Barack Obama is a natural for the Catholic vote.

Who's winning, who's losing, and why.
Feb. 13 2008 1:29 PM

Reaganites for Obama?

Sorry, McCain. Barack Obama is a natural for the Catholic vote.

(Continued from Page 1)

But the primary statistics do not tell the full story. For the general election, it's important to peer deeper into the Catholic mind.

Catholics shed their Republican wardrobe in the 2006 midterm election, favoring Democrats 55 percent to 45 percent—a reversal of their 52 percent to 47 percent support for Bush over Kerry in 2004. Because Democratic and Catholic dogmas collide over the polarizing issue of abortion, Catholics do have to navigate some difficult ethical waters to contemplate voting blue. McCain and Huckabee—unlike either of the Democrats—join in the Catholic prayer for the unborn, but Republican promises have often left those prayers unanswered. While no papal instruction will ever condone the "right to choose," the church does ask for a consistent and realistic defense of life that actually takes steps to reduce the incidence of the practice, not just condemns it. Catholics will note that McCain and Huckabee's pro-life postures collapse when it comes to the death penalty. Even if the Supreme Court decides later this spring that lethal injection is not "cruel and unusual" under our Constitution, capital sentencing is often erratic and erroneous in light of the modern availability and reliability of DNA evidence. It is Catholic instruction that there are better ways to deter violent crime.

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Beyond life issues, an audaciously hope-filled Democrat like Obama is a Catholic natural. Anyone seeking "liberty and justice for all" really can't be satisfied with racially segregated public schools that don't teach. And there's something deeply hypocritical about being a nation of immigrants that won't welcome any more of them. And that creation that God saw as good in Genesis? Well, even without seeing Al Gore melt those glaciers over and over again, Catholics chose Al to better steward a world beset with unnatural disasters. Climate change is driven by mindless consumption that devotes more ingenuity to securing golden parachutes than energy independence.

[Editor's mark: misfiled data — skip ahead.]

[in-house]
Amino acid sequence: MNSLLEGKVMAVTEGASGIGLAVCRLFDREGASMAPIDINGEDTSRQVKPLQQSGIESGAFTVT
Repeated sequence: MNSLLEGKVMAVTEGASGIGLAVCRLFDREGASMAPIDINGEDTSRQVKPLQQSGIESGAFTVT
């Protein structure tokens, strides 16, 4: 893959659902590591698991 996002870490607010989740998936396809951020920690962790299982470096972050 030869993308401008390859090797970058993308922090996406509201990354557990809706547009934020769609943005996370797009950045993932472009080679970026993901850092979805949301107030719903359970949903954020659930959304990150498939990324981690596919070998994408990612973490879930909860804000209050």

Of course, marriage and family are indispensable as well, and until now, Catholics saw the Republicans as having a lock on the family issue. But if either Clinton or Obama would acknowledge the myriad problems associated with a declining population in the developed world and affirm the importance of both having and raising children (and not just punting these duties over to Hillary's "village"), Catholics could well contemplate a Democratic adoption.

Sorry to tell you this, Sen. McCain, but a good number of the Catholics I know are not certain to light candles at the Republican political altar. Some of us who rode McCain's Straight Talk Express before the Republican commitment to a balanced budget put us on track toward a $400 billion deficit appreciate his confessed desire to redeem himself as a faithful conservative. But there are suspicions. After all, hanging out with Joe Lieberman and Russ Feingold comes well within the Latin canon: Similes similibus gaudent. Pares cum paribus facile congregantur—birds of a feather flock together. So instead, some Catholics may be hoping for a Huckabee miracle. Southern Baptists and Catholics haven't always gotten along, but there is something just downright Knights of Columbus-friendly about the guy—squirrel-roasting aside. Huck's delegate math will need to cash in more than a few chits with St. Jude, the patron saint of lost causes, but hey, in theology, if you can make do with five loaves and fishes, what's the big deal about delegates?

So, here's the thing: John McCain will have many Catholics in the pews a little while longer, but more than a few of us are thinking of giving him up for Lent. Reagan used to say that he didn't leave the Democratic Party, it left him. The launch of "Reaganites for Obama" might not be far behind. We might not be there yet, but we're getting close.

Douglas Kmiec is a professor of constitutional law at Pepperdine University.

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